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Abstract: TH-PO1104

Pregnancy Outcome Predictors Among Japanese Patients with CKD

Session Information

Category: CKD (Non-Dialysis)

  • 1902 CKD (Non-Dialysis): Clinical, Outcomes, and Trials


  • Kumakura, Satoshi, Tohoku University Hospital, Sendai, Japan
  • Nakamichi, Takashi, Tohoku University Hospital, Sendai, Japan
  • Nagasawa, Tasuku, Tohoku University Hospital, Sendai, Japan
  • Yamamoto, Tae, Tohoku University Hospital, Sendai, Japan
  • Saito, Masatoshi, Tohoku University Hospital, Sendai, Japan
  • Miyazaki, Mariko, Tohoku University Hospital, Sendai, Japan
  • Sato, Hiroshi, Tohoku University Hospital, Sendai, Japan
  • Ito, Sadayoshi, Tohoku University Hospital, Sendai, Japan

Studies on pregnant patients with chronic kidney disease (CKD) have been performed worldwide; however, data on the size of the study population, race, as well as information on CKD are limited. On account of limited data rendering the studies non-generalizable, some of the guidelines remain controversial, thereby restricting their application in clinical practice. We conducted a retrospective cohort study to address this problem by clarifying the association between CKD status and pregnancy outcomes.


Patients with CKD who gave birth or miscarried at our institution between January 1, 2010, and December 31, 2017 were selected as the study population. Clinical data were collected from medical records. We analyzed the correlations between CKD status (age, body mass index, estimated glomerular filtration rate [eGFR], urinary protein-creatinine ratio [UP], mean blood pressure [MBP], and antihypertensive drug use [HTND]) at the time of referral and severe adverse events (SAE). We also focused on the incidence of small-for-gestational-age (SGA) infants and birth weight (BW).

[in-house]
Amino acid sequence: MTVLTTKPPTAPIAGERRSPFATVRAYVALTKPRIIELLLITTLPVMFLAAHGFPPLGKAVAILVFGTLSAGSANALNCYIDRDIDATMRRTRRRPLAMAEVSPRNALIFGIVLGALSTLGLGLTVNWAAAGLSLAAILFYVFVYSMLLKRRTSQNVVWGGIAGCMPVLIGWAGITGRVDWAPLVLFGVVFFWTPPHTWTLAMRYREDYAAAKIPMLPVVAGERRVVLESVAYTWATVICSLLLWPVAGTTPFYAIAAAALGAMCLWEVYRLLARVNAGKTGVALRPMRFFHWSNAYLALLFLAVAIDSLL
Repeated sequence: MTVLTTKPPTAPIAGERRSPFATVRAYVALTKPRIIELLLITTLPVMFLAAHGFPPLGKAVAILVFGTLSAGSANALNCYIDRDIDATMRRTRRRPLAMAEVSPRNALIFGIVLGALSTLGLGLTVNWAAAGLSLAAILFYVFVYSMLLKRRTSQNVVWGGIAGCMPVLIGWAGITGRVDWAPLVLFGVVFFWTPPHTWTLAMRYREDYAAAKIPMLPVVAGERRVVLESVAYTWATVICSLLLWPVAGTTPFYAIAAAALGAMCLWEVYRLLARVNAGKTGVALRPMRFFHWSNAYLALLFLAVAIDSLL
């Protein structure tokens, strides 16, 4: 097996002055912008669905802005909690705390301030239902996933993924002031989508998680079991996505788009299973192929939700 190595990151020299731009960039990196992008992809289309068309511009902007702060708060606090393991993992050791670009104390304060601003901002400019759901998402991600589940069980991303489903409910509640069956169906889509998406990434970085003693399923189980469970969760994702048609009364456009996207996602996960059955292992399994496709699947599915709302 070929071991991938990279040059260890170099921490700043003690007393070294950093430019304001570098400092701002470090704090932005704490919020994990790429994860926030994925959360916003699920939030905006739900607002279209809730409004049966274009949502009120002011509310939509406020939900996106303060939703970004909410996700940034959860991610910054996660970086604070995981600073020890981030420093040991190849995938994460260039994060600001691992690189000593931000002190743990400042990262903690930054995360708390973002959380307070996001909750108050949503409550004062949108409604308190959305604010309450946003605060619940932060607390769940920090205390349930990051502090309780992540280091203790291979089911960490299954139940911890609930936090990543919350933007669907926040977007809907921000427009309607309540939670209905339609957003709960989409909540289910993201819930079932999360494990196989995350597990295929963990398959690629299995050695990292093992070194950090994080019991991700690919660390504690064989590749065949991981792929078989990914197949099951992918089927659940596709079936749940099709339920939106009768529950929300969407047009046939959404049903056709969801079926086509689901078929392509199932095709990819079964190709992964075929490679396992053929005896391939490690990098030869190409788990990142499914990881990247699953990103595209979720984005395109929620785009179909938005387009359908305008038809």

The study included 113 pregnancies among 88 patients. Median age was 32 years (interquartile range [IQR]: 29-36). Median eGFR was 101.8 ml/min/1.73 m2 (IQR: 80.9-120.3). Median UP was 0.17 g/gCr (IQR: 0.04-1.1). Of the 88 patients, most were Japanese, 28 had IgA nephropathy, 15 had nephrotic syndrome. SAE in 34 cases included severe pregnancy-induced hypertension, preterm delivery, emergency cesarean section, neonatal intensive care unit admission, low BW, and fetal death. Multivariate logistic regression analysis showed that SAE was correlated with age (odds ratio [OR]=1.14, p=0.025), eGFR (OR=0.98, p=0.013), MBP (OR=1.05, p=0.033), and HTND (OR=4.00, p=0.025). BW was correlated with age (t=-2.20, p=0.03), UP (t=-2.05, p=0.043), and HTND (t=-2.36, p=0.021) according to multivariate linear regression analysis (R-squared =0.20). However, UP alone was a predictor for SGA (OR=1.42, p=0.021) according to multivariate logistic regression analysis.


As in previous reports, eGFR was found to be a predictor of SAE. However, we found that it was UP rather than kidney function that might affect child growth. Therefore, the mechanism of SAE development and the effect on child growth might be different among CKD pregnancies.